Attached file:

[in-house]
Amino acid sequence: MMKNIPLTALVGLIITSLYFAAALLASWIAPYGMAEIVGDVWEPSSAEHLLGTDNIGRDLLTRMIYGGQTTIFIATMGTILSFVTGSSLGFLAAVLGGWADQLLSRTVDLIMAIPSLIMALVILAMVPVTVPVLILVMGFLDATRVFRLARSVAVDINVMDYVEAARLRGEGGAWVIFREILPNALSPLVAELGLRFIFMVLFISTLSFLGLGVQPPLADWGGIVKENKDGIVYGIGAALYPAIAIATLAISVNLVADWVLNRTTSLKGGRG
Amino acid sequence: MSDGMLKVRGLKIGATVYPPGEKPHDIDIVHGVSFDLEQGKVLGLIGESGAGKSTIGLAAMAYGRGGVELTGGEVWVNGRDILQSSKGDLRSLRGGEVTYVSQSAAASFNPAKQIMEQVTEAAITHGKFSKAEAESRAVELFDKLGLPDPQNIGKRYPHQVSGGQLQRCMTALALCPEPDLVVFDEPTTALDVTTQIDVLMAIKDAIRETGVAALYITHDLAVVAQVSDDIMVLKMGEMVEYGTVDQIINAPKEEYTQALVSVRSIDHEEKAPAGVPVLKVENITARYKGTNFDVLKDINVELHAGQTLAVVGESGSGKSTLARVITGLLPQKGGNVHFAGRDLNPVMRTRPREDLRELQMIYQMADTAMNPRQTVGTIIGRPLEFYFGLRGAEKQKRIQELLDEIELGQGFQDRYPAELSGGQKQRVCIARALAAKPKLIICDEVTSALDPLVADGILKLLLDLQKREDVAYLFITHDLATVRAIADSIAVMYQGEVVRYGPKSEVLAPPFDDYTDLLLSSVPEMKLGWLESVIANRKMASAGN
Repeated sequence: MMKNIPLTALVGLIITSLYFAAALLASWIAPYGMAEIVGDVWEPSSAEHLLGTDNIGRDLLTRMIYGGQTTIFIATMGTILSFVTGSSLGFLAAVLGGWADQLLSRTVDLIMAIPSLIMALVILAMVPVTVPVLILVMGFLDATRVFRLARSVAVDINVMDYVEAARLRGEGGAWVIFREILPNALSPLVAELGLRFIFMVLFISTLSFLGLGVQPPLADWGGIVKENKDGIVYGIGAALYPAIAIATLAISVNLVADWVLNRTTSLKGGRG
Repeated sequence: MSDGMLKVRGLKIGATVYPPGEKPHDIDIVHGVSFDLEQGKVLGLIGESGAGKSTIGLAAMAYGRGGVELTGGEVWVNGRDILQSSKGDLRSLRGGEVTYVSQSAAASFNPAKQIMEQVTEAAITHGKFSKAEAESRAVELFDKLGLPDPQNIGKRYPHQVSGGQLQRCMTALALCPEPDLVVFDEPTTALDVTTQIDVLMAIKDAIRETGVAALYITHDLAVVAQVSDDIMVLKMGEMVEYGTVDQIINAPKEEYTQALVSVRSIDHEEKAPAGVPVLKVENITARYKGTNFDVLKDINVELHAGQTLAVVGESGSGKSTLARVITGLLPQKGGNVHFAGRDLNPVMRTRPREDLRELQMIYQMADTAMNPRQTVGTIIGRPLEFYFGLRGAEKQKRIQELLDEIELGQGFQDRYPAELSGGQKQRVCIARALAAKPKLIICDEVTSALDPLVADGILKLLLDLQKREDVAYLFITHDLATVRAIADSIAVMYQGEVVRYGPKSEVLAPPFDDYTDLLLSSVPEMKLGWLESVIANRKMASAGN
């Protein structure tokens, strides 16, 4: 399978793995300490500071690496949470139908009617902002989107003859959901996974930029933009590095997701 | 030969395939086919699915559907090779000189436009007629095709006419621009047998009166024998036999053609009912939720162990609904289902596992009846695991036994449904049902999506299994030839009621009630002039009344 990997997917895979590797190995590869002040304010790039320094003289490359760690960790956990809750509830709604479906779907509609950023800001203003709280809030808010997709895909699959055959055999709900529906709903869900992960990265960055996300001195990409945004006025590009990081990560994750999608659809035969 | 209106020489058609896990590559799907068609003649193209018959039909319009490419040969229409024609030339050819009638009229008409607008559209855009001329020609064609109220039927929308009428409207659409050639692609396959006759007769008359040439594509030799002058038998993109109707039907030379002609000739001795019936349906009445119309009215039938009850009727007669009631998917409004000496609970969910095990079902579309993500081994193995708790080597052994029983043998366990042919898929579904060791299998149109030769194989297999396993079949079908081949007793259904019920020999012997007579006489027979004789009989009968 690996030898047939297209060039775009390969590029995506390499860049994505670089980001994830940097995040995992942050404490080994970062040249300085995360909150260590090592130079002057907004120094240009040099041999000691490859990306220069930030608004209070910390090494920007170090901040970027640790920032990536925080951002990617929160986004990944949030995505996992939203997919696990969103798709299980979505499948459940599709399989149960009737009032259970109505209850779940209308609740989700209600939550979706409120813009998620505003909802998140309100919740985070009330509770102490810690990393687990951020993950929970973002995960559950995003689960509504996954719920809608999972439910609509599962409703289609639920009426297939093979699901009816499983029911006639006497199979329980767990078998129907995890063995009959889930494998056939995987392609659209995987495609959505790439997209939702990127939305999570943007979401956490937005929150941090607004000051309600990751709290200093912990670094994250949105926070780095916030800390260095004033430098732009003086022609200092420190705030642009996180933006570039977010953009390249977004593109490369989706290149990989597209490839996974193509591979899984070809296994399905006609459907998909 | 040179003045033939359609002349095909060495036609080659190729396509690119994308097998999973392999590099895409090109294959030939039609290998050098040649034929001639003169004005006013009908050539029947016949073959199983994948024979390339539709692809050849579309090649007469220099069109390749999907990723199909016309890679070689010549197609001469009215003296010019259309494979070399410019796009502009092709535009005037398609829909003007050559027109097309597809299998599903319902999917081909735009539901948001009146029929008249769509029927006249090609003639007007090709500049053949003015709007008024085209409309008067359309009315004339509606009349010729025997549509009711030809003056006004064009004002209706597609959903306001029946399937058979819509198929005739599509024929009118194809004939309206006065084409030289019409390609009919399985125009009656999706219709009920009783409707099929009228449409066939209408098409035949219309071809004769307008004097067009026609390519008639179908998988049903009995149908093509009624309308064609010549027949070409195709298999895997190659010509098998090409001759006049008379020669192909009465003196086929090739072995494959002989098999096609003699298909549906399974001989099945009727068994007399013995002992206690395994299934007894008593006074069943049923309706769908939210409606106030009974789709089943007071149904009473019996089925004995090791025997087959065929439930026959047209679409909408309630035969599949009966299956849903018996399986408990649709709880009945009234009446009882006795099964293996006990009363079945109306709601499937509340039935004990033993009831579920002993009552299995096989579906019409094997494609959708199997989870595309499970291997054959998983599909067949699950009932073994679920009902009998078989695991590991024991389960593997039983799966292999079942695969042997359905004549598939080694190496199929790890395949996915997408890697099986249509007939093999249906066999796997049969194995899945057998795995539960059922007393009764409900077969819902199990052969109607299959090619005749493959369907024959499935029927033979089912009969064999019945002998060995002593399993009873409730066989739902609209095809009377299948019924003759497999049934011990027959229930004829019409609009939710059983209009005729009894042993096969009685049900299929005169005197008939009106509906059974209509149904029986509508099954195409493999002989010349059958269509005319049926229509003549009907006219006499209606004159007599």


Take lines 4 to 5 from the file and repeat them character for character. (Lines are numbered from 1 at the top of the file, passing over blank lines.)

Repeated sequence: MMKNIPLTALVGLIITSLYFAAALLASWIAPYGMAEIVGDVWEPSSAEHLLGTDNIGRDLLTRMIYGGQTTIFIATMGTILSFVTGSSLGFLAAVLGGWADQLLSRTVDLIMAIPSLIMALVILAMVPVTVPVLILVMGFLDATRVFRLARSVAVDINVMDYVEAARLRGEGGAWVIFREILPNALSPLVAELGLRFIFMVLFISTLSFLGLGVQPPLADWGGIVKENKDGIVYGIGAALYPAIAIATLAISVNLVADWVLNRTTSLKGGRG
Repeated sequence: MSDGMLKVRGLKIGATVYPPGEKPHDIDIVHGVSFDLEQGKVLGLIGESGAGKSTIGLAAMAYGRGGVELTGGEVWVNGRDILQSSKGDLRSLRGGEVTYVSQSAAASFNPAKQIMEQVTEAAITHGKFSKAEAESRAVELFDKLGLPDPQNIGKRYPHQVSGGQLQRCMTALALCPEPDLVVFDEPTTALDVTTQIDVLMAIKDAIRETGVAALYITHDLAVVAQVSDDIMVLKMGEMVEYGTVDQIINAPKEEYTQALVSVRSIDHEEKAPAGVPVLKVENITARYKGTNFDVLKDINVELHAGQTLAVVGESGSGKSTLARVITGLLPQKGGNVHFAGRDLNPVMRTRPREDLRELQMIYQMADTAMNPRQTVGTIIGRPLEFYFGLRGAEKQKRIQELLDEIELGQGFQDRYPAELSGGQKQRVCIARALAAKPKLIICDEVTSALDPLVADGILKLLLDLQKREDVAYLFITHDLATVRAIADSIAVMYQGEVVRYGPKSEVLAPPFDDYTDLLLSSVPEMKLGWLESVIANRKMASAGN